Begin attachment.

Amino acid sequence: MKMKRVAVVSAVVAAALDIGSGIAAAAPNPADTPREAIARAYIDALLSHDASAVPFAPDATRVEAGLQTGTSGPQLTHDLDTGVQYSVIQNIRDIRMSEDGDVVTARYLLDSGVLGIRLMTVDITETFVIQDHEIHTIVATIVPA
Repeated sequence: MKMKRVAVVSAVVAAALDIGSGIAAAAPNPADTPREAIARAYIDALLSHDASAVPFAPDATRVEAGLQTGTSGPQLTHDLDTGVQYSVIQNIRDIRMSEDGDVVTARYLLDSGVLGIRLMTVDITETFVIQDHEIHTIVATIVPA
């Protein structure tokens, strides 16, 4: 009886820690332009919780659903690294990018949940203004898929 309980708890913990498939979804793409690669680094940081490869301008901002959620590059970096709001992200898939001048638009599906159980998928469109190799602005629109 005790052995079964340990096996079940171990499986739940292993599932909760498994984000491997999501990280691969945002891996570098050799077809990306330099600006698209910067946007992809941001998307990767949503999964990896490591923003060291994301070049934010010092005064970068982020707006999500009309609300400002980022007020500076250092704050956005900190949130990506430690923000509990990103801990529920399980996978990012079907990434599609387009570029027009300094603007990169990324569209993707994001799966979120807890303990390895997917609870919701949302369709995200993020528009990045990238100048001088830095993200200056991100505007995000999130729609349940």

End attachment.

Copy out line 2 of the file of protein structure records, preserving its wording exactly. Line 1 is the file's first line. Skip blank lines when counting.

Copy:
Repeated sequence: MKMKRVAVVSAVVAAALDIGSGIAAAAPNPADTPREAIARAYIDALLSHDASAVPFAPDATRVEAGLQTGTSGPQLTHDLDTGVQYSVIQNIRDIRMSEDGDVVTARYLLDSGVLGIRLMTVDITETFVIQDHEIHTIVATIVPA